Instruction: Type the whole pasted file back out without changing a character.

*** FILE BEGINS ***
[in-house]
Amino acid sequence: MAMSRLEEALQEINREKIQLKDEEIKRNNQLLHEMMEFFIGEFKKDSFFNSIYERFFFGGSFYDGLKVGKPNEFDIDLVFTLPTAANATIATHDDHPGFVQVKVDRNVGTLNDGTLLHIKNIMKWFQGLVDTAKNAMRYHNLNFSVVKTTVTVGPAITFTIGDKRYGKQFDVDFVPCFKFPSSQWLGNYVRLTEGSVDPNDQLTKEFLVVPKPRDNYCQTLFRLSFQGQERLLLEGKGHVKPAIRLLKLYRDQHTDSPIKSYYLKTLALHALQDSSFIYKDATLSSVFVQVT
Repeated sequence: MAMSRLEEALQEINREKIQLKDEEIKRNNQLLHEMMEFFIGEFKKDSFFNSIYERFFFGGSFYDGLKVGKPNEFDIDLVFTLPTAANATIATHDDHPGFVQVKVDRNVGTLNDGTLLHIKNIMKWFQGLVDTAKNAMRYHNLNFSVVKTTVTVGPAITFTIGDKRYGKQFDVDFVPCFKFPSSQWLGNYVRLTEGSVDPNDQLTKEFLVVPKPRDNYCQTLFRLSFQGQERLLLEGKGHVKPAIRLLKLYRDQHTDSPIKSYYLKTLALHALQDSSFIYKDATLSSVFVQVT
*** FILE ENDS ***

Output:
[in-house]
Amino acid sequence: MAMSRLEEALQEINREKIQLKDEEIKRNNQLLHEMMEFFIGEFKKDSFFNSIYERFFFGGSFYDGLKVGKPNEFDIDLVFTLPTAANATIATHDDHPGFVQVKVDRNVGTLNDGTLLHIKNIMKWFQGLVDTAKNAMRYHNLNFSVVKTTVTVGPAITFTIGDKRYGKQFDVDFVPCFKFPSSQWLGNYVRLTEGSVDPNDQLTKEFLVVPKPRDNYCQTLFRLSFQGQERLLLEGKGHVKPAIRLLKLYRDQHTDSPIKSYYLKTLALHALQDSSFIYKDATLSSVFVQVT
Repeated sequence: MAMSRLEEALQEINREKIQLKDEEIKRNNQLLHEMMEFFIGEFKKDSFFNSIYERFFFGGSFYDGLKVGKPNEFDIDLVFTLPTAANATIATHDDHPGFVQVKVDRNVGTLNDGTLLHIKNIMKWFQGLVDTAKNAMRYHNLNFSVVKTTVTVGPAITFTIGDKRYGKQFDVDFVPCFKFPSSQWLGNYVRLTEGSVDPNDQLTKEFLVVPKPRDNYCQTLFRLSFQGQERLLLEGKGHVKPAIRLLKLYRDQHTDSPIKSYYLKTLALHALQDSSFIYKDATLSSVFVQVT